Myreside

Myreside FAL S NO262074 1 373 45m NEF

Mireside 1775 Ainslie/Fife
Myreside 1856 OS 6 inch 1st edn

Sc mire + Sc side

‘Place beside the mire or bog’, the mire in question being the expanse of low-lying land to the north-east and east of Myreside. The same mire gives its name to the Moss Burn, which forms the boundary between FAL and KTT about 1 km to the north-east. Between Myreside and the Moss Burn, although the land has been drained and is now farmed, there are no settlements on it, and one of the fields here (NO270078) is called Newtonmyre. From Myreside to the east there are no buildings on this low-lying land, until it begins to rise again on the far side of the Freuchie Burn, where Orkie Farm lies more than 2 km east of Myreside. Note also Myreside # KTT, on the same low-lying ground on the south of the River Eden, some 4 km to the east of Myreside FAL.

    OS Name Book (15, 26) states that these few cottages ‘were built upon what was once a common or myre’, but its name and its position both suggest that it was built beside such a feature rather than on it. The draining of the mire is mentioned in the 1790s as having been done in the recent past: ‘Formerly, those who lived on the low grounds are said to have been subject to aguish complaints, which no doubt arose from the vicinity to moss and marsh, and the stagnation of water from the overflowing of the Eden, which sometimes covered a great part of the valley. But of late years the mosses and marshes have much been drained ...’ (OSA, 355). Such was the marshiness of this part of Falkland that ‘when James VI, in 1611, issued a mandate, enjoining the presbytery to hold their meetings at Falkland instead of at Cupar, they refused to comply, on the ground that Falkland could not be approached in winter, nor after heavy rains in summer’ (NSA ix, 937).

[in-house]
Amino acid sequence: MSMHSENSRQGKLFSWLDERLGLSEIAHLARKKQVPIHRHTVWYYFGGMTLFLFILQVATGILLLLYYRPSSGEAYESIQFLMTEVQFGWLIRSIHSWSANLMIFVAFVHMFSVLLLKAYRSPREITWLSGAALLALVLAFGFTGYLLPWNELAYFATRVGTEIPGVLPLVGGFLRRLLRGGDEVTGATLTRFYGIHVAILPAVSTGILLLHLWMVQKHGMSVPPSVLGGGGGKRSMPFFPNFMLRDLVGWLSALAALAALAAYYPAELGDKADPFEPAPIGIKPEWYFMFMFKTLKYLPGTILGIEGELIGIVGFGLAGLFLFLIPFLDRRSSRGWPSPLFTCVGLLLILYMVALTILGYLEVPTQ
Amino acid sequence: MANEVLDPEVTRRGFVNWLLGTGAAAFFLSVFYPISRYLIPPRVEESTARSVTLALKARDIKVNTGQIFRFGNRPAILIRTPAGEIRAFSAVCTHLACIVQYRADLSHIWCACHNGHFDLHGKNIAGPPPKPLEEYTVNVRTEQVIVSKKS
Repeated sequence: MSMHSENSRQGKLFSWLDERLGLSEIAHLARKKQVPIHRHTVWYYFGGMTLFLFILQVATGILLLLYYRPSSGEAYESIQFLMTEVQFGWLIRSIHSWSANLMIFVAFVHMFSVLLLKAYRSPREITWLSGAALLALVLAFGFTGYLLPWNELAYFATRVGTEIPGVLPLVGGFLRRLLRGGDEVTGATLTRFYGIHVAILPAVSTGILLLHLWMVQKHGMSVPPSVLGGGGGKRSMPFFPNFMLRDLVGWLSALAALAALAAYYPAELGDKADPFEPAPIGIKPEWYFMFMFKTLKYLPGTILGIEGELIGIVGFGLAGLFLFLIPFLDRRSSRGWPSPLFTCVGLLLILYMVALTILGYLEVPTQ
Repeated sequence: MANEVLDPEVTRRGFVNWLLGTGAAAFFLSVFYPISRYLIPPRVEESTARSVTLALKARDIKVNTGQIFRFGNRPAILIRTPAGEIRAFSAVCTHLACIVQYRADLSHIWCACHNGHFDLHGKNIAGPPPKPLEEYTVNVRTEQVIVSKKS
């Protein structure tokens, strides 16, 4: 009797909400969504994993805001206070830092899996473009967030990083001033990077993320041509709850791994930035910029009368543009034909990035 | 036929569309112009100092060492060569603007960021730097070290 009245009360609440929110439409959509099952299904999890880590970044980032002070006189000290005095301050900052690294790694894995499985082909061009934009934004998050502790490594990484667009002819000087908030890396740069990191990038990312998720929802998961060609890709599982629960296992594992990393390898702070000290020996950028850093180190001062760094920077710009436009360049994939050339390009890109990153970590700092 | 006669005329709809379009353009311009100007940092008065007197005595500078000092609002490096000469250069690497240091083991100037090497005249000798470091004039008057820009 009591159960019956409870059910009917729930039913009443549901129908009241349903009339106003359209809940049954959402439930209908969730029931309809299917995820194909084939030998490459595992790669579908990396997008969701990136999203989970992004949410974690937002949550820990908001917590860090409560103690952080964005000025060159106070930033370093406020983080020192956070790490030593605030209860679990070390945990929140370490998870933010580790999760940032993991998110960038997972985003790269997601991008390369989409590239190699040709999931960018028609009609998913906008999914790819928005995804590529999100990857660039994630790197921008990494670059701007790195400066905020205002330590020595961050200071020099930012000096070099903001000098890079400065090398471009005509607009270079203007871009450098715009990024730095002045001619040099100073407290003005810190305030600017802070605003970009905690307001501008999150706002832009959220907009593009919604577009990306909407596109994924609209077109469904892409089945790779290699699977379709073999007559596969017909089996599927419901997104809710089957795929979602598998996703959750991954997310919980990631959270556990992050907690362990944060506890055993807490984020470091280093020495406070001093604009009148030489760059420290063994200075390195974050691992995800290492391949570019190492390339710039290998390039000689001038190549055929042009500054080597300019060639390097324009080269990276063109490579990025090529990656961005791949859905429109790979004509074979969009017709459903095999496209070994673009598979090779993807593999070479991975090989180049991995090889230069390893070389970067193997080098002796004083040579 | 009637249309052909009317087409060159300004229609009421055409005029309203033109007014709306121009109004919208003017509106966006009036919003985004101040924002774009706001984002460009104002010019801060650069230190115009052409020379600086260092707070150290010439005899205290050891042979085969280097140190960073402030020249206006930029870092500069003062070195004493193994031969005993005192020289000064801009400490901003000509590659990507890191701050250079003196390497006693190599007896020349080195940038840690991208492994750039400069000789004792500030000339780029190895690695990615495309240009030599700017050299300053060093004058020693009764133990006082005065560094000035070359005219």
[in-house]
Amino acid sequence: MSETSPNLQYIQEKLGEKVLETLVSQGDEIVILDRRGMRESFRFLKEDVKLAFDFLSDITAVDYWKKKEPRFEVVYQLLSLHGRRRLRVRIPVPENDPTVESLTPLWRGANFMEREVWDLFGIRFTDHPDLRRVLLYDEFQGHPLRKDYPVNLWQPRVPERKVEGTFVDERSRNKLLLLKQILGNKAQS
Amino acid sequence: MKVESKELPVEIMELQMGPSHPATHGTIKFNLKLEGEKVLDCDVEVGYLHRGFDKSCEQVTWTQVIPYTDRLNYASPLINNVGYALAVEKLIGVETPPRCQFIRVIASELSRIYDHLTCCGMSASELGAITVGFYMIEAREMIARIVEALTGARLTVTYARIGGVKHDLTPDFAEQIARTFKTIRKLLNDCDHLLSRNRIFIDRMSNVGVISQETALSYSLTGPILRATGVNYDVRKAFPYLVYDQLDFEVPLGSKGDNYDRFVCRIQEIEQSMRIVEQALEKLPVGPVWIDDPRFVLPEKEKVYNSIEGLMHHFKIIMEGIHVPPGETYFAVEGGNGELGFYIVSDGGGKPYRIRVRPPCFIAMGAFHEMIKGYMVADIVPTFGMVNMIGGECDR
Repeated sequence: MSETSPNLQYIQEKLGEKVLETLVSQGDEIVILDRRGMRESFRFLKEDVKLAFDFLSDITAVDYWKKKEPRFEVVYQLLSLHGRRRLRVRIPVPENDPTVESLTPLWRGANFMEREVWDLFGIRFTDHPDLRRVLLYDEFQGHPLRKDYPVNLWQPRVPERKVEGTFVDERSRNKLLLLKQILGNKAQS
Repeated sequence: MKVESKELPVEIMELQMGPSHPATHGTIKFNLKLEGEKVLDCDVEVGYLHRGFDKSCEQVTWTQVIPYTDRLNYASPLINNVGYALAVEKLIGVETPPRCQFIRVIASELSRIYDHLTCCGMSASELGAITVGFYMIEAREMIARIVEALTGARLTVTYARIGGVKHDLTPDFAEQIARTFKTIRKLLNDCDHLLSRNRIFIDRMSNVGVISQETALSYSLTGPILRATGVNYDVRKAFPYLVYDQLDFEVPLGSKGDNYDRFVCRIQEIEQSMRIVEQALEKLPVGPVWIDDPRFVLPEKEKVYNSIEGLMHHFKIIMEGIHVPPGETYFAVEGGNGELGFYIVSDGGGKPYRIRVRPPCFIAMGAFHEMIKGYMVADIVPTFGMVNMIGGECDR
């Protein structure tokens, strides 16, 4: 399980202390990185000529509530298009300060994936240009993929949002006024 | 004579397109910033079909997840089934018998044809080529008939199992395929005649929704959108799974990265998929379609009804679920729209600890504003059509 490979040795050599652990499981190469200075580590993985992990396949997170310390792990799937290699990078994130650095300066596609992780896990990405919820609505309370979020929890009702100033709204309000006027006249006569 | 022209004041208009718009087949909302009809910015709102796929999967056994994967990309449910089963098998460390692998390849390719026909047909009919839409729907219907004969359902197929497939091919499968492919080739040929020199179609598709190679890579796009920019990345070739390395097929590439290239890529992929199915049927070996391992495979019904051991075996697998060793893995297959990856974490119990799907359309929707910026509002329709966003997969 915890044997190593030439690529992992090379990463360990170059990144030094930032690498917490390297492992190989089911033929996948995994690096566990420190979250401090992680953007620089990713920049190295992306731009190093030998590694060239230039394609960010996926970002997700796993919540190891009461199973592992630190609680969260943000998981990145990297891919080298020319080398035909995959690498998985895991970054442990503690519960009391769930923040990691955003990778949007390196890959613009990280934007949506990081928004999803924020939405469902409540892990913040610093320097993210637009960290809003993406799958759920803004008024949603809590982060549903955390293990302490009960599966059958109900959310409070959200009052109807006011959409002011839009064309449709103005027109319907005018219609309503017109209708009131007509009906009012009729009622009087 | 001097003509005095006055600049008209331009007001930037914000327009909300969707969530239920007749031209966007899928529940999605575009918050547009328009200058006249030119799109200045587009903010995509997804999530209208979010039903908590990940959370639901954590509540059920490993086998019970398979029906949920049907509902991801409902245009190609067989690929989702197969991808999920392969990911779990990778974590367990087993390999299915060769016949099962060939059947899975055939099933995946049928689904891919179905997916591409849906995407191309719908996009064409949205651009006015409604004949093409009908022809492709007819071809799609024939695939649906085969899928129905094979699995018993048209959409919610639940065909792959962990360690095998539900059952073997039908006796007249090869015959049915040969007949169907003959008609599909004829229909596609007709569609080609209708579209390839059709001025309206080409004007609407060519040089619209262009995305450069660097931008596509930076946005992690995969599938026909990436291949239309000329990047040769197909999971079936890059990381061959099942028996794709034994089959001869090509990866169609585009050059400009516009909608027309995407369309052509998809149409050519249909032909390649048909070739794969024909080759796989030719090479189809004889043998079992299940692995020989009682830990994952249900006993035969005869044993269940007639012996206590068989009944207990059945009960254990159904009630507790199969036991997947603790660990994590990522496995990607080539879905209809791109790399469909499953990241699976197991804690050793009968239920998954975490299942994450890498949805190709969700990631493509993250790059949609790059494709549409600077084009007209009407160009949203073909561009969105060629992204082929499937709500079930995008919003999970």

This place-name appeared in printed volume 2